A lot of people kind of expect a shortcut to keeping fit and losing weight, probably because of the message the slimming industry is driving at, but it really takes time and patience. If it took you 10 years to become overweight, you can’t expect to lose it all in 1 month! Perhaps you can with an extreme diet but that doesn’t work in the long term. So I see my job here to try to convince people to take things one step at a time and not expect results so quickly.
What continues to drive you everyday?
There’s no inspirational massive thing that drives me. Just five words – I signed up for this.
I’ve been doing this every day for the last four years. Every morning I’m here at 7am, cleaning toilets, mopping the floor, finish work at 9pm and finally reaching home at 9.30pm. Whenever I feel tired or down I tell myself that this is what I signed up for, so just get it done. There’s no turning back on this. So I’m constantly reminded that I chose this myself.
There is this really strong sense of ownership and responsibility. I remember being late for a workout class once because I overslept and I felt so bad that it was the only time I’d ever been late. Now I have an automatic human clock that jolts me awake even before the alarm rings.
Customer feedback also keeps me going. Getting new customers is great but having old customers renew is even better.
Seeing the business results progress year on year is comforting. I used to wake up in the middle of the night stressing about rent and worrying whether I could do it. But I realized that I can’t do anything about that – my neighbours [who run a boutique men’s tailoring outfit next door] advised me not to worry so much about the numbers. As long as the product is right and the day to day stuff is done, the rest will take care of itself. I just have to get the process right and the goals will take care of themselves. I used to set monthly sales targets, but there is little use when there’s no precedence as a new company. So I just aim to do better than the previous year. Step by step!
Tell us about your objects of change.
This multipurpose everyday tool was given to me when I graduated from OCS at 21 years old. I tend to throw things away easily, but not this tool. It’s like my personal marker and symbol of a boy becoming a man. So I still keep it and use it now to fix things in the studio.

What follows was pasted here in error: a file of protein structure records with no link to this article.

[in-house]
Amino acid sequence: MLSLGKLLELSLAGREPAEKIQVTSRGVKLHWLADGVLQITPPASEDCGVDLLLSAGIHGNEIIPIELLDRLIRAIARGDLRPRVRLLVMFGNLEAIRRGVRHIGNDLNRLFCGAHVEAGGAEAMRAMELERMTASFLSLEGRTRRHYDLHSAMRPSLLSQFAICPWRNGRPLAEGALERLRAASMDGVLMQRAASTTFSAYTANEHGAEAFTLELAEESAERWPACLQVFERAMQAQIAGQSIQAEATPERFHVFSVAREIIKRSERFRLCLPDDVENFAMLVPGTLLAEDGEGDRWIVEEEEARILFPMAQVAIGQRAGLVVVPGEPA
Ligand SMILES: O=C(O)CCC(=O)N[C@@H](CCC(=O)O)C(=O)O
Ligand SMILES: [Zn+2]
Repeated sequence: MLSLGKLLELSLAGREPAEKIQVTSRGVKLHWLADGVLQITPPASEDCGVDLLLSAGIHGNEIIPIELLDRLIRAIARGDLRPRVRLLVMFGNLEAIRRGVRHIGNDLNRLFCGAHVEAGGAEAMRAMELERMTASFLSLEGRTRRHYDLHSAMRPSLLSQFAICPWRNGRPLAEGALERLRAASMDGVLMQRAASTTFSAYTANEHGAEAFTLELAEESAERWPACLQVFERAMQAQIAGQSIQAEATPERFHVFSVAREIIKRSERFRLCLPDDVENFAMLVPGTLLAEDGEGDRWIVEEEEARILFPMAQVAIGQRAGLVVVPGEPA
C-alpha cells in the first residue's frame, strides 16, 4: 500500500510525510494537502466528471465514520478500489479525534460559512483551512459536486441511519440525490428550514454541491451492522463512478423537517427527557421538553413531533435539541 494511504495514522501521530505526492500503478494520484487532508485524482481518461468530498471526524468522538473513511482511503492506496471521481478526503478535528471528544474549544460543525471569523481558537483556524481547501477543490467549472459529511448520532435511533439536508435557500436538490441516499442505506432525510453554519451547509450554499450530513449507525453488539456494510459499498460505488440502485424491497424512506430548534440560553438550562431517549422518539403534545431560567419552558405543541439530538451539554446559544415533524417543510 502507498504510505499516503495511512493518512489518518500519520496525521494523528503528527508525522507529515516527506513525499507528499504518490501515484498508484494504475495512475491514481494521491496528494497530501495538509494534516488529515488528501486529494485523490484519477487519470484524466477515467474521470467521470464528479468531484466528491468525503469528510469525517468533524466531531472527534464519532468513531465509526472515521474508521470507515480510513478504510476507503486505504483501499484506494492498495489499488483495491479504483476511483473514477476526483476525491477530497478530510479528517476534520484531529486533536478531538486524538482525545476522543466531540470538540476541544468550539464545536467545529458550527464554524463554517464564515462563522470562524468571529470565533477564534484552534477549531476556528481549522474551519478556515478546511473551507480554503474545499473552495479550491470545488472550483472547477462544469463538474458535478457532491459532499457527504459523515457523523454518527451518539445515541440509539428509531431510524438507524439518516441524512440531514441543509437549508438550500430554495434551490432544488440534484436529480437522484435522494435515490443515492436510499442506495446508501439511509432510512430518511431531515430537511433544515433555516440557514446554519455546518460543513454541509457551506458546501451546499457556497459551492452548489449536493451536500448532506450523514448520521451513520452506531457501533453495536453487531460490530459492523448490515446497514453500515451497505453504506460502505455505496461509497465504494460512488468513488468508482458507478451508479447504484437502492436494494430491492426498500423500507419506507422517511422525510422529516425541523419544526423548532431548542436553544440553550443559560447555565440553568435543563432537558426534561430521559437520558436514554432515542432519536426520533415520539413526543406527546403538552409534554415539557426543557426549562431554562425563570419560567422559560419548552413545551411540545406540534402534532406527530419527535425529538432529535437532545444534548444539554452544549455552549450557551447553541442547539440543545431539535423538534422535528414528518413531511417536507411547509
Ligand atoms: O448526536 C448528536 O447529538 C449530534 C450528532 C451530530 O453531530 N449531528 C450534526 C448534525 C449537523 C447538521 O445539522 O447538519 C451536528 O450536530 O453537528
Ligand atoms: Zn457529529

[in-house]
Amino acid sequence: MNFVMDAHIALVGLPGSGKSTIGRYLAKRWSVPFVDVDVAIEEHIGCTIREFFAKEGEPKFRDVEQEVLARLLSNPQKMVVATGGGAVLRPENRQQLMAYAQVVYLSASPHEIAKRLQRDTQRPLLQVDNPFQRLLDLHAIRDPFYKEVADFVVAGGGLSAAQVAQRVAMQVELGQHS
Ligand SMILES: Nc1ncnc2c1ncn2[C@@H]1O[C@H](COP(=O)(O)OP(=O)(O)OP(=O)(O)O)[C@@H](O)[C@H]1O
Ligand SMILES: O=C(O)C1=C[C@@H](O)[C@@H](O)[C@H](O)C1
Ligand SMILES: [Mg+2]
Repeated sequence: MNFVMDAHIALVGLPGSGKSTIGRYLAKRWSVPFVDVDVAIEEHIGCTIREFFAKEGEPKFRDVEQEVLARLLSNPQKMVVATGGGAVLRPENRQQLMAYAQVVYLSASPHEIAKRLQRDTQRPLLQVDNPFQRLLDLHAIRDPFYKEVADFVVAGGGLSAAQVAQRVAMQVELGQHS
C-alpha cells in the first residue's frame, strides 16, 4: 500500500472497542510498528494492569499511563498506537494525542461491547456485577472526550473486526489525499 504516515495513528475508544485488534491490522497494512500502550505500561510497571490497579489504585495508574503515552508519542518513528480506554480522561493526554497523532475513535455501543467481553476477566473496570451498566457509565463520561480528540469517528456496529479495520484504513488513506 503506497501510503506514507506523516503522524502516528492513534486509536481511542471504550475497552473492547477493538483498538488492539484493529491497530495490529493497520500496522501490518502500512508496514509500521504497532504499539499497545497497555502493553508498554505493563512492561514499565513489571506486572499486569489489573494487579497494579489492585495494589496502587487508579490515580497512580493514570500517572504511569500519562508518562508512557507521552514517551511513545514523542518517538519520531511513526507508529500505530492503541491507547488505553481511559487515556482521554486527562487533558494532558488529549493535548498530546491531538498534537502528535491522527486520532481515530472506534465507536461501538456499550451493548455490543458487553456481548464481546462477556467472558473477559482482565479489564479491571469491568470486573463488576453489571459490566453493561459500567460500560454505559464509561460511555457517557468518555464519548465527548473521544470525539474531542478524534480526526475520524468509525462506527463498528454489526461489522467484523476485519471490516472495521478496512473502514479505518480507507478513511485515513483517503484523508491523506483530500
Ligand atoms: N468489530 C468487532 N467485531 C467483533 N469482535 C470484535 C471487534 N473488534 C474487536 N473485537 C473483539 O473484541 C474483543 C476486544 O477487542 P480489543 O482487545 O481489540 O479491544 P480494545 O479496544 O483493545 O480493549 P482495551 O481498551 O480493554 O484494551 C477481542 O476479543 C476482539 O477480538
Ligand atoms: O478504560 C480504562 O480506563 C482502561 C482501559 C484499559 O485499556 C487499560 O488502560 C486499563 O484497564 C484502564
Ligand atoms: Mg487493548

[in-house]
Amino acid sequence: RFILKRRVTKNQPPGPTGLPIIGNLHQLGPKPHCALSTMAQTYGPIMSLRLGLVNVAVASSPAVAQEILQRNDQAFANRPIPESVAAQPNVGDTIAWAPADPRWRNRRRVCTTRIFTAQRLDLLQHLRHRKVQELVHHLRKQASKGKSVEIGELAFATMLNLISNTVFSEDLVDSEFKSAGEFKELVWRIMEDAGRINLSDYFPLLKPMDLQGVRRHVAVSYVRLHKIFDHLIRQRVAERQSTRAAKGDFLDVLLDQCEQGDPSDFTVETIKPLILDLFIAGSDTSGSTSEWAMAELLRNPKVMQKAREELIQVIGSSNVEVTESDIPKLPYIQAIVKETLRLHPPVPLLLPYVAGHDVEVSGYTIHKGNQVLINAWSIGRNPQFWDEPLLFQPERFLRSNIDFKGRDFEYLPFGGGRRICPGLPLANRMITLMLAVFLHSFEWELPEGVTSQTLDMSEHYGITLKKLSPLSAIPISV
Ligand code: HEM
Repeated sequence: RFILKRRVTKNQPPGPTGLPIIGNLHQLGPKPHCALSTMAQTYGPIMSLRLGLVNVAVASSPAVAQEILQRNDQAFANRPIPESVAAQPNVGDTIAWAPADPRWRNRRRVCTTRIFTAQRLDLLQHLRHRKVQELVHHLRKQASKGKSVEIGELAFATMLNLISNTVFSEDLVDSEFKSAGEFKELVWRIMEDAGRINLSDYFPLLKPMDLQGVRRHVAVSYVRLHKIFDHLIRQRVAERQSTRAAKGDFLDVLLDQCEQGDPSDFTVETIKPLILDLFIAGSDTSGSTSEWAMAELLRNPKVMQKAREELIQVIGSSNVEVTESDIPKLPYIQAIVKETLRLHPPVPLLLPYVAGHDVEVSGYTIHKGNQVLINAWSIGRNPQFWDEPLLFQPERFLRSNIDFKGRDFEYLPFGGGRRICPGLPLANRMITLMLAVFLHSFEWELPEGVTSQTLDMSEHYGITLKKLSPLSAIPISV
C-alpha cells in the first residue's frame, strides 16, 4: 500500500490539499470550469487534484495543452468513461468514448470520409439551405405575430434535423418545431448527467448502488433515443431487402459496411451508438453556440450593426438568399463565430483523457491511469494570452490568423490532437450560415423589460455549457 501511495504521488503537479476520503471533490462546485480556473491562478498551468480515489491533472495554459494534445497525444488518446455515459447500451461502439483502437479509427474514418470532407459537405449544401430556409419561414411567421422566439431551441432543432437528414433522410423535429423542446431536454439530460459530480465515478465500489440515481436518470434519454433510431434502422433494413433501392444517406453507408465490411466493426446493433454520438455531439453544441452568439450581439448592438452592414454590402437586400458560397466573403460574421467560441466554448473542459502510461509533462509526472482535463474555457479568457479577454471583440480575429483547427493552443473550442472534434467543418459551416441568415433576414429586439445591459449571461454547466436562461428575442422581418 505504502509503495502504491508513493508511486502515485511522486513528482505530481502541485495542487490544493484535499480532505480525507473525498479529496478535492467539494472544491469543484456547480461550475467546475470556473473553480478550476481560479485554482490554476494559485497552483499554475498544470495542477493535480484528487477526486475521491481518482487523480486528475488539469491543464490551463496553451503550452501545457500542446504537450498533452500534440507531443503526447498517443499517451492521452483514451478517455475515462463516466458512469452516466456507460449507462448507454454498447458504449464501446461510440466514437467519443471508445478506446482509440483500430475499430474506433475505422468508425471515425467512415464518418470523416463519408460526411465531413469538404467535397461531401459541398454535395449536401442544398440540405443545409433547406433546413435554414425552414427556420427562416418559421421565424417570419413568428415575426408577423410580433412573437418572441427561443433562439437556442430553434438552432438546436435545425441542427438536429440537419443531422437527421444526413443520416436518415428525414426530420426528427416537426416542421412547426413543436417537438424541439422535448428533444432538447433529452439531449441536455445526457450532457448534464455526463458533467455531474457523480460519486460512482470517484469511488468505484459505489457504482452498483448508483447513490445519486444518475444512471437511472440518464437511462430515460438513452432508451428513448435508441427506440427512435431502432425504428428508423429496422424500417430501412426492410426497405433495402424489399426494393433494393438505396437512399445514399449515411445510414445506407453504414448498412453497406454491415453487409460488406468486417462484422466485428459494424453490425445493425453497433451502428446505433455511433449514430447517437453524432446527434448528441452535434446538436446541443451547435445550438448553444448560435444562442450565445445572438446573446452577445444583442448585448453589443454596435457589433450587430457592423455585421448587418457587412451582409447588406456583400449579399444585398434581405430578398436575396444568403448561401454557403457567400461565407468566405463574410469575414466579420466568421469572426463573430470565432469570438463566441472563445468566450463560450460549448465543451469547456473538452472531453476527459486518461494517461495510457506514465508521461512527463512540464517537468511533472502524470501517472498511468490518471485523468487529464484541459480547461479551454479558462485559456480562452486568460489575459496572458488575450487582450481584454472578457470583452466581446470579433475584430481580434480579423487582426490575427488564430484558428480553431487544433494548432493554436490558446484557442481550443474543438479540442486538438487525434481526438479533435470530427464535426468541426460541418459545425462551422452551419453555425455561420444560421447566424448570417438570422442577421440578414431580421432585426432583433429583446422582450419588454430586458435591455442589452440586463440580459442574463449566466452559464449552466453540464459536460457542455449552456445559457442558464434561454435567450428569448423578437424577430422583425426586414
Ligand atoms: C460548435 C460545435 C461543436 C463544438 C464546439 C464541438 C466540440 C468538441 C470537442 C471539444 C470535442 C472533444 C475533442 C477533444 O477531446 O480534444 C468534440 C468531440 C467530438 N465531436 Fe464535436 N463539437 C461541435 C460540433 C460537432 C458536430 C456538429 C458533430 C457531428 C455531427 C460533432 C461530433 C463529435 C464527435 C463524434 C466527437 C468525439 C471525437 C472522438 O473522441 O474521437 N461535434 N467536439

This Ukulele is a gift from my girlfriend. It’s an outlet for my creativity and self-expression… Kinda like cycling, in that the rhythm quietens the mind to a state of flow and focus. It’s really relaxing, just like how meditation helps you reach the zen mode.
Let’s end the conversation talking about your dream for SF.
I dream of SF becoming a strong brand that is witty and tongue in cheek but not too serious. It’s a space where people remember the experience and not just the workout.
I would like to see people coming out happy and learning something new about fitness and about themselves, pushing boundaries and doing things they never thought they could be doing. It’s really all about health and fitness in every aspect of life, mind and body.
The turning point in my life is really this business. I’m really challenged to make things work. My business partners have placed their trust in me, so I can’t let them down. I also have my savings invested in this business, all tied down in rent and deposits.
I’ve always been the kind of guy who bashes ahead first. Let’s just try this path, do it and see what happens.
The trouble it gets me into… that’s off the record.
Chris Lim founded the boutique fitness studio Selective Fitness in 2011 and aims to create a wholesome customer experience in the studio. He recently foraged into a healthy food business called Nakd Pantry to create recipes and deliver fresh, and whole foods.
We are inspired by his determination and ‘just do it’ attitude and are proud to have him as a Fieldtester, a group of inspiring friends that regularly test MATTER products in their workplace and travels to help us improve durability and design. Chris wears The Sideswept Dhoti in Gradiente, Size 2.